Originally published in Island Ad-Vantages, April 4, 2019
Workforce Housing strives to maintain community
by Faith DeAmbrose
In a community, a house is much more than a dwelling. That is the message that Island Workforce Housing, Inc., a newly formed nonprofit aimed at tackling the issue of affordable housing for a year-round, local workforce, is trying to convey.
Those that live in a community support it, serving on the fire department or working seasonal jobs. Without affordable housing, said Mike Wood, Chairman of Island Workforce Housing, a community loses its ability to retain young families and entry-level workers, which in turn makes it difficult to support a school system, find volunteers and ensure that services (such as firefighters, plumbers, and hospitality workers) are there for those who need them.
For the last 10 months, a steering committee consisting of Wood, Linda Campbell, Peter Roth, Jim Fisher and John Steed along with more than a dozen other volunteers have spoken to residents, business owners, employees living off-island, and renters. They have compiled information and anecdotal accounts related to living and working on the island (or not). The group has surveyed various segments of the population and currently is raising funds to hire a consultant who will quantify data associated with housing stock and community needs. The data will then drive the future work of IWH, said Wood. “Do we need year-round housing, or seasonal housing? Do we need housing for families or one-bedroom studios?,” asked Wood, who also wrote an op-ed in this issue. See page 4.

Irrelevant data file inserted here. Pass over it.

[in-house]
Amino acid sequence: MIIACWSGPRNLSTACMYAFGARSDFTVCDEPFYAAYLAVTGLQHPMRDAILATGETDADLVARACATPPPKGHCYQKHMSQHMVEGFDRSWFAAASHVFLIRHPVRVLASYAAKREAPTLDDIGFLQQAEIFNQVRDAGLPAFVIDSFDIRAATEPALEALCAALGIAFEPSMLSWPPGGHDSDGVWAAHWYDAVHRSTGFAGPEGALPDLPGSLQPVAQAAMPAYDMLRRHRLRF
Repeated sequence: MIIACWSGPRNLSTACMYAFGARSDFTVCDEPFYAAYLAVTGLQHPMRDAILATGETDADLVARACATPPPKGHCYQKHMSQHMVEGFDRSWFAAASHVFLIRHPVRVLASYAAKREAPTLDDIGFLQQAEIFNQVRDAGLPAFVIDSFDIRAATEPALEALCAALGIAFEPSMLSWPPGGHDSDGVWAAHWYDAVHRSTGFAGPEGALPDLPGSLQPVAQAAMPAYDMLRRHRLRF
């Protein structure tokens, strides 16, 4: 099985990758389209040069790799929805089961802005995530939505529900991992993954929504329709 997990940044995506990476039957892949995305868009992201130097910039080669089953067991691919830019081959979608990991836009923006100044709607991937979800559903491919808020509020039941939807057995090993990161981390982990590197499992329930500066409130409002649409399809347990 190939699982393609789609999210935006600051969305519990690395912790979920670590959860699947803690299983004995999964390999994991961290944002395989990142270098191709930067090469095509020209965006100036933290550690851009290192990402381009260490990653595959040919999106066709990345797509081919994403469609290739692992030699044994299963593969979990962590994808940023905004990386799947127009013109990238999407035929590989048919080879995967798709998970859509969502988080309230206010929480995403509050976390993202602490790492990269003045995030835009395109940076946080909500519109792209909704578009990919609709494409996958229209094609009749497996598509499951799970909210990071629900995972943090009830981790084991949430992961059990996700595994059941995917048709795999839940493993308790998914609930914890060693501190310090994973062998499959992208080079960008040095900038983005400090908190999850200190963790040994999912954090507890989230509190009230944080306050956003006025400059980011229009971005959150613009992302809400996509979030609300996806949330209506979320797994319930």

According to Wood, there are a number of societal factors such as skyrocketing real estate costs which are prohibitive to young families and entry-level workers and the emergence of short-term rentals, such as Airbnb which is diverting housing stock from such uses. “A quick scan shows about 300 Airbnb listings on the island,” he added.
The idea that employees of island businesses can’t afford to live on the island, said Wood, is detrimental to “a vibrant and sustainable community” because they do not participate. “They come to work and leave and go be part of another community. If we can’t slow it down or stop it, we’ll lose it.”
Island Workforce Housing has been granted nonprofit status in Maine, and is awaiting a federal designation. In the meantime, said Wood, Island Heritage Trust is the group’s fiscal sponsor and all donations made to the group are tax deductible.
For more information about making a donation, contact Wood or send a check made out to Island Heritage Trust (with Island Workforce Housing in the memo) line to Wood at P.O. Box 235, Deer Isle, ME 04627.
Editor’s note: This story was corrected to update donation information.